Jonathan Hall, Shahraam Afshar, Matthew Henderon, Alexandre Francois, Tess Reynolds, Nicolas Riesen and Tanya Monro, “Predicting the whispering gallery mode spectra of microresonators,” SPIE LASE, 9343-71 (2015)

Reynolds, A. Francois, M.R. Henderson, S.J. Nicholls, T.M Monro “Optimization of Whispering Gallery Mode sensor design for applications in biosensing,” SPIE BIOS, 9315-19  (2015)

Alexandre François, Nicolas Riesen, Hong Ji, Shahraam Afshar Vahid, Tanya M. Monro “Whispering-gallery mode lasers for biosensing: Reducing the lasing threshold,” SPIE LASE, 9343-66 (2015)

Dr Georgios Tsiminis visits Oxford University

georgiostsiminis28 January 2015: Department of Pharmacology, Oxford University.

“Taking a closer look at vitamin B12”, delivered by CNBP researcher Dr Georgios Tsiminis and  co-author Dr Joanna Brooks from the ARC Centre for Research on Ageing, Health and Wellbeing at the Australian National University.

The talk gave an overview on the potential for using Raman spectroscopy as a minimally invasive tool to measure and track vitamin B12 levels in humans. Vitamin B12 deficiency has been identified as a potential modifiable risk factor for dementia and Alzheimer’s disease in later life and is also the mechanism through which pernicious anaemia affects humans (vitamin B12 does not get absorbed through food due to lack of intrinsic factor). Current techniques for measuring vitamin B12 in humans, such as microbial growth and ELISAs, are both resource- and time-consuming, resulting in the general population not being regularly tested for vitamin B12 deficiency. Our aim is to produce a portable device that can measure vitamin B12 and its associated chemical compounds in a reproducible, reliable, fast and minimally-invasive manor. In this talk we explained the basic principles of Raman spectroscopy and showed some initial results that generated great interest at Oxford, who have asked us to keep them up to date with future developments on our work.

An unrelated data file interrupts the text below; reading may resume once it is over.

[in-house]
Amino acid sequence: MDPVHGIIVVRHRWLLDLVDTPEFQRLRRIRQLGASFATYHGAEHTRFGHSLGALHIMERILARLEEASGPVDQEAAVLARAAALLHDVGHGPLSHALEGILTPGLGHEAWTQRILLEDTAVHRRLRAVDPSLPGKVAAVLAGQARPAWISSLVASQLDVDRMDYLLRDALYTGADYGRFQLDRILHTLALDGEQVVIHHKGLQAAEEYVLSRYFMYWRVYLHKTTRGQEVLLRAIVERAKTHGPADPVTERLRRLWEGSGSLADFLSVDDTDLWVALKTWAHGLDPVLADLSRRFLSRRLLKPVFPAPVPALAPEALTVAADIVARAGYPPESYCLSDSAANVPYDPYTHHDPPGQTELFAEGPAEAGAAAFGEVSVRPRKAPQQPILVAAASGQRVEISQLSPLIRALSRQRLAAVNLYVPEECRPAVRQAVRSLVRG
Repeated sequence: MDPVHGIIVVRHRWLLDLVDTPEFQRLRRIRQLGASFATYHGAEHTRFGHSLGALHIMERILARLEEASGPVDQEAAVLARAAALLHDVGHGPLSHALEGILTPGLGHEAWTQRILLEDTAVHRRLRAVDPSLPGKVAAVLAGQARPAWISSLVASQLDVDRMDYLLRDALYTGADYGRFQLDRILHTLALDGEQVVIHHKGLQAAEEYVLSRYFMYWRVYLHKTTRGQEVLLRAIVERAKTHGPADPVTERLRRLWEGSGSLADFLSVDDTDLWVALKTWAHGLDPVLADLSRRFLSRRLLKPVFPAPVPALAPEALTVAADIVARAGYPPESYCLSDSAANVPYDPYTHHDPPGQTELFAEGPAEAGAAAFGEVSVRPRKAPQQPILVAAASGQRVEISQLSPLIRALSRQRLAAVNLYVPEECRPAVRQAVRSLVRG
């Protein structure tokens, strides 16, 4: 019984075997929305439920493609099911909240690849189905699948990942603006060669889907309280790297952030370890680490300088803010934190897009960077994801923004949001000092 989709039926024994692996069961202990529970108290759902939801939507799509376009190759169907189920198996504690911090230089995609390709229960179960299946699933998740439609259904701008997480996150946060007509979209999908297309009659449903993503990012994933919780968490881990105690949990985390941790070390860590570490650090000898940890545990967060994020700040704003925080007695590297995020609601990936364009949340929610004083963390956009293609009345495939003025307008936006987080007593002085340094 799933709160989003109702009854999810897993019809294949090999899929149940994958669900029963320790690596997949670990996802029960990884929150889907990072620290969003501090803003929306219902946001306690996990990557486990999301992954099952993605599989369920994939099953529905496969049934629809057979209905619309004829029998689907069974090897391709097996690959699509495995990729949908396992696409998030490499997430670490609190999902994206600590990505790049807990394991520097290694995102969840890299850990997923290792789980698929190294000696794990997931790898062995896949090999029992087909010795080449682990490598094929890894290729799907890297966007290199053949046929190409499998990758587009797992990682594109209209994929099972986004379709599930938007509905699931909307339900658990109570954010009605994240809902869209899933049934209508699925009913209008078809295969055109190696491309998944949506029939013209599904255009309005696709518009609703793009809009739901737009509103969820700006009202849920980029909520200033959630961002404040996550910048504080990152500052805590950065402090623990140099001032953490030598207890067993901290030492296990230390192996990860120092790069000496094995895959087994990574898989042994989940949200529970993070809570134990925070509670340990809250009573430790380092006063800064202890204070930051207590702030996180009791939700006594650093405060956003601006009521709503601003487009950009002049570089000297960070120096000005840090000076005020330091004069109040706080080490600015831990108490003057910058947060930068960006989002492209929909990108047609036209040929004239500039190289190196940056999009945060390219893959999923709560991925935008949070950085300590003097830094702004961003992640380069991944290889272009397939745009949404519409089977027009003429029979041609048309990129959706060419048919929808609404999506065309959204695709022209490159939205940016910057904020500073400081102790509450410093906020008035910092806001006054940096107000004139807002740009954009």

To find out a bit more about this presentation see Martyn Hooper’s Blog post “the Blog from  he chair of the Pernicious Anaemia Society.

Book Chapter: the Use of Nanotechnology in Pregnancy

25 January Achini Vidanapathirana Low Res Edit 01162015:

This book chapter by CNBP researcher Dr Achini Vidnapathirana examines  ‘the applications of nanotechnology during pregnancy (current, research, and potential applications), the unique pregnancy-related characteristics that relate in the application of nanoscale materials, and the concerns on maternal/fetal well-being.’

http://link.springer.com/referenceworkentry/10.1007/978-94-007-6178-0_100902-1/fulltext.html